16. The apparatus in accordance with claim 7 wherein each of said modulating means is responsive to an individual analog modulating signal.
17. The apparatus in accordance with claim 7 wherein said means for generating electrical signals to said light steering means comprises an electrical counter/decoder.
Description
BACKGROUND OF THE INVENTION

This invention relates generally to sensing systems utilizing cryogenic cooling and, more particularly, to a device including integrated optical waveguides for providing switching and modulation of optical power.

Optical detecting systems for sensing infrared radiation employ sensors which operate at optimal performance levels at cryogenic temperatures. As examples, mercury cadmium telluride photodiodes are usually maintained at 77 K., while copper-doped germanium devices are normally operated at 4 K. The sensing devices and their support electronics are typically housed in a cryostatically pumped Dewar in order to maintain these low temperatures.

Current sensing systems, as may be employed in a satellite system which scans portions of the heavens for infrared radiation, may include arrays having literally millions of photodiode sensors, thereby introducing a significant problem of coupling information between the sensors and their immediate support electronics, operating in a cryogenic region, and the data processing electronics, operating at a much higher temperature. The temperature gradient creates thermal and mechanical stresses upon any element physically coupling the two regions.

Cryogenic signal handling techniques in current use often compromise the sensor's front-end in terms of electrical performance, cost and physical space consumed. The primary functions involved in any infrared staring or scanning sensor are signal acquisition, transduction, routing and processing. Each piece of raw data, whether discrete analog pixels or continuous, must be carefully handled and communicated to other points.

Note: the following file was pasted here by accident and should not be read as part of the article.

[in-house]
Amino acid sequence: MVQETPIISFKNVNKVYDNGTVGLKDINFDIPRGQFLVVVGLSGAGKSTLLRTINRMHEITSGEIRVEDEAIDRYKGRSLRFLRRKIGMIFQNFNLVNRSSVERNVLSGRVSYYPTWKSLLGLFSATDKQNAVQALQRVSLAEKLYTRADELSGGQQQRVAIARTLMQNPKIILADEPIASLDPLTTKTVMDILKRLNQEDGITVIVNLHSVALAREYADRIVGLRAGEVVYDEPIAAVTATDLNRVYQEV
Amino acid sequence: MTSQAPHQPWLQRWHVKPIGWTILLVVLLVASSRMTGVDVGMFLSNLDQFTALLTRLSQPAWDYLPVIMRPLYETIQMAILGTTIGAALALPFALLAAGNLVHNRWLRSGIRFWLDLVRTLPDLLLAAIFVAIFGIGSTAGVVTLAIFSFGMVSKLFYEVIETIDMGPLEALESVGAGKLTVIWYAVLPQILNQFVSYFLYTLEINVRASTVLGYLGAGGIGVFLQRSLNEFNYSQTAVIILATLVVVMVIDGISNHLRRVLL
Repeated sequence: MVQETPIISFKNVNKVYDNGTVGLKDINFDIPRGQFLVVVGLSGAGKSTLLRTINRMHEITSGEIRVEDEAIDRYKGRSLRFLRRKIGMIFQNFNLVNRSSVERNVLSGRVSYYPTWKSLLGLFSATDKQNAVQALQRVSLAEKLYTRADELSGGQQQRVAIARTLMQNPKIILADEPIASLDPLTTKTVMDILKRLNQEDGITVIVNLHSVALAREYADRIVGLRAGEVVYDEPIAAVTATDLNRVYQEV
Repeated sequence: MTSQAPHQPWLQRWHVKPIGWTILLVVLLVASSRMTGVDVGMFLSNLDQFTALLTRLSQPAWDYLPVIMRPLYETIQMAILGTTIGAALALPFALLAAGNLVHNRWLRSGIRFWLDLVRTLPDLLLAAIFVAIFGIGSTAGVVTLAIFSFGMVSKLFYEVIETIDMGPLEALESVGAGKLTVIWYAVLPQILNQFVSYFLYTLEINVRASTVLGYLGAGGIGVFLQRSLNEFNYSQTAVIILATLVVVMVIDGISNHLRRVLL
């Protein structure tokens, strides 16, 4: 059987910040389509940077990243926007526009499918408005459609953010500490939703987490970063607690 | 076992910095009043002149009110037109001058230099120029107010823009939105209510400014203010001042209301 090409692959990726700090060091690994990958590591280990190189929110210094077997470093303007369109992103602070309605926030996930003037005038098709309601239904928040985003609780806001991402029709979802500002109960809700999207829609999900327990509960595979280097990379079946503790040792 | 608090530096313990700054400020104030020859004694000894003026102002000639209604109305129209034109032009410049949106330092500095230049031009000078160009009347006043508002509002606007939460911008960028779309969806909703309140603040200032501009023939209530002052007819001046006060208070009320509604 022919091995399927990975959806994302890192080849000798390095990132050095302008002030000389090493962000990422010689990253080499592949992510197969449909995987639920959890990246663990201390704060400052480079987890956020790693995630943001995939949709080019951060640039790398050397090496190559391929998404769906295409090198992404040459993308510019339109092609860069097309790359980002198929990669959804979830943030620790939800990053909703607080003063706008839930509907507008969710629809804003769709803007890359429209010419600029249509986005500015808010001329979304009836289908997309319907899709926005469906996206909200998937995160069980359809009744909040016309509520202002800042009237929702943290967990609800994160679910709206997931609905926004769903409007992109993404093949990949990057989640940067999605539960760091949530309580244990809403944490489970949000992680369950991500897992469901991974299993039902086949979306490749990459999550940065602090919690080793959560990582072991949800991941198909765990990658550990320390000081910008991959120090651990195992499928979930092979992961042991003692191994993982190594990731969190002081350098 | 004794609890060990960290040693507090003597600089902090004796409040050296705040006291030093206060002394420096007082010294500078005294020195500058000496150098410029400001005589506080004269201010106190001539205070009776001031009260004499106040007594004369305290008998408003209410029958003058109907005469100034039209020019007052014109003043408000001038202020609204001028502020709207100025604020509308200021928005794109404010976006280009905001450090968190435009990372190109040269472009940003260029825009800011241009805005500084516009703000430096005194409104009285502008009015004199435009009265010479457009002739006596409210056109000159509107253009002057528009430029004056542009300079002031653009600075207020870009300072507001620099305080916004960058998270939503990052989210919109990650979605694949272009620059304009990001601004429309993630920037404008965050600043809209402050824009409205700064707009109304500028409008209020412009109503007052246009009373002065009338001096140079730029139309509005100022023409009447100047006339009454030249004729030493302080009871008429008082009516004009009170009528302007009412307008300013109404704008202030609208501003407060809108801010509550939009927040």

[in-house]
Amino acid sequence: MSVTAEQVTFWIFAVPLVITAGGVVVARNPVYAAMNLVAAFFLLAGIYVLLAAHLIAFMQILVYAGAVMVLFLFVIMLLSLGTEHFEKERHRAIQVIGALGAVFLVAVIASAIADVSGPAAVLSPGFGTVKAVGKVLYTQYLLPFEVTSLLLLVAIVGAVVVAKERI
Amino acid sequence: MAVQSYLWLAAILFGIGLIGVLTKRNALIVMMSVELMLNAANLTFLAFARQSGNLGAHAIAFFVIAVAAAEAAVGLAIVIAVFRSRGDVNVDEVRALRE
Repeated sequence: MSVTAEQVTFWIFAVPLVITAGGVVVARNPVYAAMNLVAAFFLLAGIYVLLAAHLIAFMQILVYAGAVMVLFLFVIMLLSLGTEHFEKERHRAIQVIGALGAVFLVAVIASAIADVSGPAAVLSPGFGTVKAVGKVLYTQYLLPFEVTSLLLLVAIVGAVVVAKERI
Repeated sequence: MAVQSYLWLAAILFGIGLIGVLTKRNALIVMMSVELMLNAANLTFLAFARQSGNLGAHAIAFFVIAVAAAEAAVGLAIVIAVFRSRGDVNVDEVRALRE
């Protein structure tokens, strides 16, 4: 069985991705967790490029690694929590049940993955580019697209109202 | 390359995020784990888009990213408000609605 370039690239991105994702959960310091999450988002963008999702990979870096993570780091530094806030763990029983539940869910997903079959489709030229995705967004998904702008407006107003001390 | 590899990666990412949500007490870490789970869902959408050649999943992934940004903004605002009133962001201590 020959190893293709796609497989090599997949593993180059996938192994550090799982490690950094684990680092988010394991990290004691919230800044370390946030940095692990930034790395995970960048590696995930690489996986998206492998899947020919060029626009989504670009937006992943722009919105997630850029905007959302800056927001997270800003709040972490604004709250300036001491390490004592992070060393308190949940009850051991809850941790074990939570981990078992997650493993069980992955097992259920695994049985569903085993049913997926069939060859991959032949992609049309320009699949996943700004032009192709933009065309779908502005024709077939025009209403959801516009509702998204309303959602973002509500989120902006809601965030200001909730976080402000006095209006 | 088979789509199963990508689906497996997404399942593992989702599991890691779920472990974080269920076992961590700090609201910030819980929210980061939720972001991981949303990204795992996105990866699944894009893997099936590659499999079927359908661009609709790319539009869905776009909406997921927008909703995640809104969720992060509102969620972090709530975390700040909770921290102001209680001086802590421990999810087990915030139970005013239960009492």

The degree by which a sensor system performs its primary functions can be measured in terms of noise generation, channel-to-channel crosstalk, power dissipation, physical size and weight, and environmental robustness. Cryogenically cooled sensors have the additional problem that they must be operated at very low temperatures while retaining an optimally balanced performance as determined by these operational standards.

When employing conventional electronic devices, typically CMOS, to process the sensor information, channel-to-channel crosstalk in the electronics partially negates the noise reduction benefits afforded by cooling the sensor's front-end. Heat generation from the CMOS further aggravates the sensor's noise generation at the front-end. This puts an added load on the sensor's cryostat by increasing its size, weight and operating power requirements. Additionally, conventional electronic devices are known to have gain and DC operating point instabilities at temperatures in the 77 K. region. Finally, real estate is generally at a premium on the cryogenic front-end and any reduction in componentry reaps an operational advantage.

The primary problems associated with conventional CMOS signal handling in the cryogenic region include electronically generated heat which raises the sensor's noise floor, compromised performance of CMOS circuitry due to cryogenically induced gain and DC instabilities, electromagnetic interference between the low level photodiode output signals and supporting electronic control signals, and channel-to-channel crosstalk due to individual channel leakage and multiplexing control signals. These final two problems contribute significantly to a lowering of the effective signal-to-noise ratio for any given sensor channel beyond the infrared transduction noise.

Another common problem with conventional multiplexing of mercury cadmium telluride diode signals is the increased switching speeds required with a large number of channels. These increased switching speeds increase crosstalk among channels and require increasingly smaller sampling times to allow for transient settling at the end of the cascaded multiplexer chain. This puts design pressure on the A/D conversion which follows the sensor stage and on the and signal processing requirements for real-time systems.

Since the early 1980's, the industry has studied CMOS technology operating at cryogenic temperatures to process focal plane array data before the signal-to-noise ratio could be corrupted. It has been found that the operation of CMOS devices at liquid nitrogen temperatures produces "freezout" effects in depletion and enhancement-mode CMOS devices. One such "freezout" effect is a cryogenically stressed device degradation referred to as hot-electron device degradation, which creates transistor threshold changes and greatly diminished transconductance. Together, these degradations create instabilities in gain and DC levels.

Another problem associated with cryogenic operation is increased interconnection resistance among devices that are fabricated at submicron scale. This phenomenon creates signal bandwidth limitations.

Finally, a physical interconnection between the cryogenic and noncryogenic regions introduces a thermal leakage path when electrical connections are anchored to a backplane. This supplies additional heat to the sensor and necessitates greater cryostat pumping capability.